The I/O system is broken into two completely separate systems: the block I/O system and the character I/O system. In retrospect, the names should have been ``structured I/O'' and ``unstructured I/O,'' respectively; while the term ``block I/O'' has some meaning, ``character I/O'' is a complete misnomer.

      Devices are characterized by a major device number, a minor device number, and a class (block or character). For each class, there is an array of entry points into the device drivers. The major device number is used to index the array when calling the code for a particular device driver. The minor device number is passed to the device driver as an argument. The minor number has no significance other than that attributed to it by the driver. Usually, the driver uses the minor number to access one of several identical physical devices.

      The use of the array of entry points (configuration table) as the only connection between the system code and the device drivers is very important. Early versions of the system had a much less formal connection with the drivers, so that it was extremely hard to handcraft differently configured systems. Now it is possible to create new device drivers in an average of a few hours. The configuration table in most cases is created automatically by a program that reads the system's parts list.

3.1.  Block I/O system

      The model block I/O device consists of randomly addressed, secondary memory blocks of 512 bytes each. The blocks are uniformly addressed 0, 1, ... up to the size of the device. The block device driver has the job of emulating this model on a physical device.

      The block I/O devices are accessed through a layer of buffering software. The system maintains a list of buffers (typically between 10 and 70) each assigned a device name and a device address. This buffer pool constitutes a data cache for the block devices. On a read request, the cache is searched for the desired block. If the block is found, the data are made available to the requester without any physical I/O. If the block is not in the cache, the least recently used block in the cache is renamed, the correct device driver is called to fill up the renamed buffer, and then the data are made available. Write requests are handled in an analogous manner. The correct buffer is found and relabeled if necessary. The write is performed simply by marking the buffer as ``dirty.'' The physical I/O is then deferred until the buffer is renamed.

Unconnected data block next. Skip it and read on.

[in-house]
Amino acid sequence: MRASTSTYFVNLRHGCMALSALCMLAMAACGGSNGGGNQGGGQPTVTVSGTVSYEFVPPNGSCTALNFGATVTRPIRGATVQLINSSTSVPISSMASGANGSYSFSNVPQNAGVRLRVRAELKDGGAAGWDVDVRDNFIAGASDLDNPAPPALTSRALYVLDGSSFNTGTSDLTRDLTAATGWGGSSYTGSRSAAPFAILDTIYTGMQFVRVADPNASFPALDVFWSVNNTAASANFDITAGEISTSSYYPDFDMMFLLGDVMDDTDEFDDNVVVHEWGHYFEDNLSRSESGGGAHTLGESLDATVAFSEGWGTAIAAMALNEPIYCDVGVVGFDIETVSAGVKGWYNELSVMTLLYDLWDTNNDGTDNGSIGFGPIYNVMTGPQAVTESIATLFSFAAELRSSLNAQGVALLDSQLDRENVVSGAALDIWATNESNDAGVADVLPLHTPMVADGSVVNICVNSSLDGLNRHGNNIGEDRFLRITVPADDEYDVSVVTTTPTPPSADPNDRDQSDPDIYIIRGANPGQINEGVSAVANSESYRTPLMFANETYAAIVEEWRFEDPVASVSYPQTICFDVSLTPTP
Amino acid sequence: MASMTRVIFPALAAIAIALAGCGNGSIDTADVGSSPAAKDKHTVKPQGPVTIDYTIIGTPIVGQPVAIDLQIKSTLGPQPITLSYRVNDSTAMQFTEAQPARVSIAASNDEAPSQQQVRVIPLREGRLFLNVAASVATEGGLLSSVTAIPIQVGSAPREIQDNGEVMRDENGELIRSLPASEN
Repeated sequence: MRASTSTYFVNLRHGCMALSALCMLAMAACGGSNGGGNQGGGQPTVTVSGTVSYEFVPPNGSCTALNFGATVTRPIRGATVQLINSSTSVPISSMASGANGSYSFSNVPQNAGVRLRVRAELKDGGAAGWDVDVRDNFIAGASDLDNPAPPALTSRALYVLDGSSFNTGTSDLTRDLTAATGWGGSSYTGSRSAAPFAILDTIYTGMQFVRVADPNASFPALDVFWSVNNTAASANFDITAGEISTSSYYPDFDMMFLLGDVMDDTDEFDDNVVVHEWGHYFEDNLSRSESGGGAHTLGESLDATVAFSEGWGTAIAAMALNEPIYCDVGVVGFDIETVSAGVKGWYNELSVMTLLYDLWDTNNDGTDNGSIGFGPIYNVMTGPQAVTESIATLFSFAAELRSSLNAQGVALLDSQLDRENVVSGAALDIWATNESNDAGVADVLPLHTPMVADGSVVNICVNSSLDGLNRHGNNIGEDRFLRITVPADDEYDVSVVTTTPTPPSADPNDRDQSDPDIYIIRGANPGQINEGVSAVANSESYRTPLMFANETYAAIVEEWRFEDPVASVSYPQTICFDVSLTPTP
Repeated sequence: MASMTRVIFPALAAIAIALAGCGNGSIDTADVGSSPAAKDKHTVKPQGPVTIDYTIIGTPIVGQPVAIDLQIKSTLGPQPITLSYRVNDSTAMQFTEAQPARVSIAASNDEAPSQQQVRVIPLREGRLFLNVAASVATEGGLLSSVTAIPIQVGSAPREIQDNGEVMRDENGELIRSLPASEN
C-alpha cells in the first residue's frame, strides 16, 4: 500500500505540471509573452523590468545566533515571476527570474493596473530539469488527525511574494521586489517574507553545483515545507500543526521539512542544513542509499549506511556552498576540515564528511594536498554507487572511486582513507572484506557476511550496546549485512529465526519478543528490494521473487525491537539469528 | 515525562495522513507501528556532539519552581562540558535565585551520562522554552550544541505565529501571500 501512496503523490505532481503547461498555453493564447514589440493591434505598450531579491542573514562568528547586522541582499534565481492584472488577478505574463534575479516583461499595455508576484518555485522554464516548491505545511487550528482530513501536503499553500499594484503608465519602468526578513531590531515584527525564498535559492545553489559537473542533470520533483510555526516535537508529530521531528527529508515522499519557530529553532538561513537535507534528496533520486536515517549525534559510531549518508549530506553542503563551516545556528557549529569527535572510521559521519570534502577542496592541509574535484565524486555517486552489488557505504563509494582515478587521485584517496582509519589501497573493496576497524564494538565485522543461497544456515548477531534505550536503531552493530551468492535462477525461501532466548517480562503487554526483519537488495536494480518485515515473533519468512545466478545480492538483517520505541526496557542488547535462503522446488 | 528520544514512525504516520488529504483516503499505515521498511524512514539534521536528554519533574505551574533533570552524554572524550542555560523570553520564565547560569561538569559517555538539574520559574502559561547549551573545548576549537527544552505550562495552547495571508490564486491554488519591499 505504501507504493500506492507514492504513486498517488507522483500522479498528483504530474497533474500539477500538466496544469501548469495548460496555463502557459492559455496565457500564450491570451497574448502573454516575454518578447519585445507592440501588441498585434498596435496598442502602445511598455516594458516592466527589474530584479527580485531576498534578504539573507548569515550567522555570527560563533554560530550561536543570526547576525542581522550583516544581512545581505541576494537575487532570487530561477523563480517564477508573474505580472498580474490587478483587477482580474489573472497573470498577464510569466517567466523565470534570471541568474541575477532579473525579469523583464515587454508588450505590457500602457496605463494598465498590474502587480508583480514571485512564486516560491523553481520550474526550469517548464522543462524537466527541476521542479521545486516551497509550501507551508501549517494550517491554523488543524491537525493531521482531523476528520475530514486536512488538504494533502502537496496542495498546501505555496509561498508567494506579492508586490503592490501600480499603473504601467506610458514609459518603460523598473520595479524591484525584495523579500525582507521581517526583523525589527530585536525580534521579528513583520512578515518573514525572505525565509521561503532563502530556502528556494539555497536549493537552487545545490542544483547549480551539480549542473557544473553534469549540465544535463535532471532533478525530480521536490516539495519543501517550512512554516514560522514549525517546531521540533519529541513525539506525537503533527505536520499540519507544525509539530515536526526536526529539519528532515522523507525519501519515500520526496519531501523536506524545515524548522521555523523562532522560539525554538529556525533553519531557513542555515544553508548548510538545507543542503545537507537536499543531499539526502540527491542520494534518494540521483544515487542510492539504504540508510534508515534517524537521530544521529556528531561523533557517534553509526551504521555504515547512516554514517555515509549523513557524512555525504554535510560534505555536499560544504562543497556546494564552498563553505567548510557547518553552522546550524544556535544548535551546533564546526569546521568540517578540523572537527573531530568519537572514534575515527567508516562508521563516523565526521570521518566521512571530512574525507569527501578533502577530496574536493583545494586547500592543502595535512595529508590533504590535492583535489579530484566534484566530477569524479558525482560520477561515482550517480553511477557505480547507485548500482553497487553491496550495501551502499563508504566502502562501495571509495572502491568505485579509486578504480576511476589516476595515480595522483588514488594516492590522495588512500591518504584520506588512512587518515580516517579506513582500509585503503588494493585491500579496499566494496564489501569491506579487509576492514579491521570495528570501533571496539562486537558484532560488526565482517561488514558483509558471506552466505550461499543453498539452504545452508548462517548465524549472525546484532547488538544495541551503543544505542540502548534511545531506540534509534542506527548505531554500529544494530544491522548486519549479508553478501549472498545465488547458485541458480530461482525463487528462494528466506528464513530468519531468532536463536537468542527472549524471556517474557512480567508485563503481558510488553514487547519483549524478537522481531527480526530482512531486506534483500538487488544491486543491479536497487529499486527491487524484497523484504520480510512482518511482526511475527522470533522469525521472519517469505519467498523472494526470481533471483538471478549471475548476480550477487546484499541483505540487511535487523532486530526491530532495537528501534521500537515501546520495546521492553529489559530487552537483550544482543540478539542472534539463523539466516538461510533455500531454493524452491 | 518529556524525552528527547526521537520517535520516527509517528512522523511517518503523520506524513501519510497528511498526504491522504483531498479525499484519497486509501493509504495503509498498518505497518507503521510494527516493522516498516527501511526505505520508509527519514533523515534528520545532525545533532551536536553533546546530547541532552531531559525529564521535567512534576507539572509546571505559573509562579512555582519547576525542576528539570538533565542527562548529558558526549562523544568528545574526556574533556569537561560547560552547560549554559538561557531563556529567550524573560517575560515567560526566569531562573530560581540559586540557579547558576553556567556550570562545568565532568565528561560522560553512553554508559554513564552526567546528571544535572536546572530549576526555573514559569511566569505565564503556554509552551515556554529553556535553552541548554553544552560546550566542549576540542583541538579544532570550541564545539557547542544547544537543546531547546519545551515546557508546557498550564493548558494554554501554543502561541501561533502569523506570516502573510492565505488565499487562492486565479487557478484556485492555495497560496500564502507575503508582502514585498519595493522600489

The benefits in reduction of physical I/O of this scheme are substantial, especially considering the file system implementation. There are, however, some drawbacks. The asynchronous nature of the algorithm makes error reporting and meaningful user error handling almost impossible. The cavalier approach to I/O error handling in the UNIXsystem is partly due to the asynchronous nature of the block I/O system. A second problem is in the delayed writes. If the system stops unexpectedly, it is almost certain that there is a lot of logically complete, but physically incomplete, I/O in the buffers. There is a system primitive to flush all outstanding I/O activity from the buffers. Periodic use of this primitive helps, but does not solve, the problem. Finally, the associativity in the buffers can alter the physical I/O sequence from that of the logical I/O sequence. This means that there are times when data structures on disk are inconsistent, even though the software is careful to perform I/O in the correct order. On non-random devices, notably magnetic tape, the inversions of writes can be disastrous. The problem with magnetic tapes is ``cured'' by allowing only one outstanding write request per drive.

3.2.  Character I/O system

      The character I/O system consists of all devices that do not fall into the block I/O model. This includes the ``classical'' character devices such as communications lines, paper tape, and line printers. It also includes magnetic tape and disks when they are not used in a stereotyped way, for example, 80-byte physical records on tape and track-at-a-time disk copies. In short, the character I/O interface means ``everything other than block.'' I/O requests from the user are sent to the device driver essentially unaltered. The implementation of these requests is, of course, up to the device driver. There are guidelines and conventions to help the implementation of certain types of device drivers.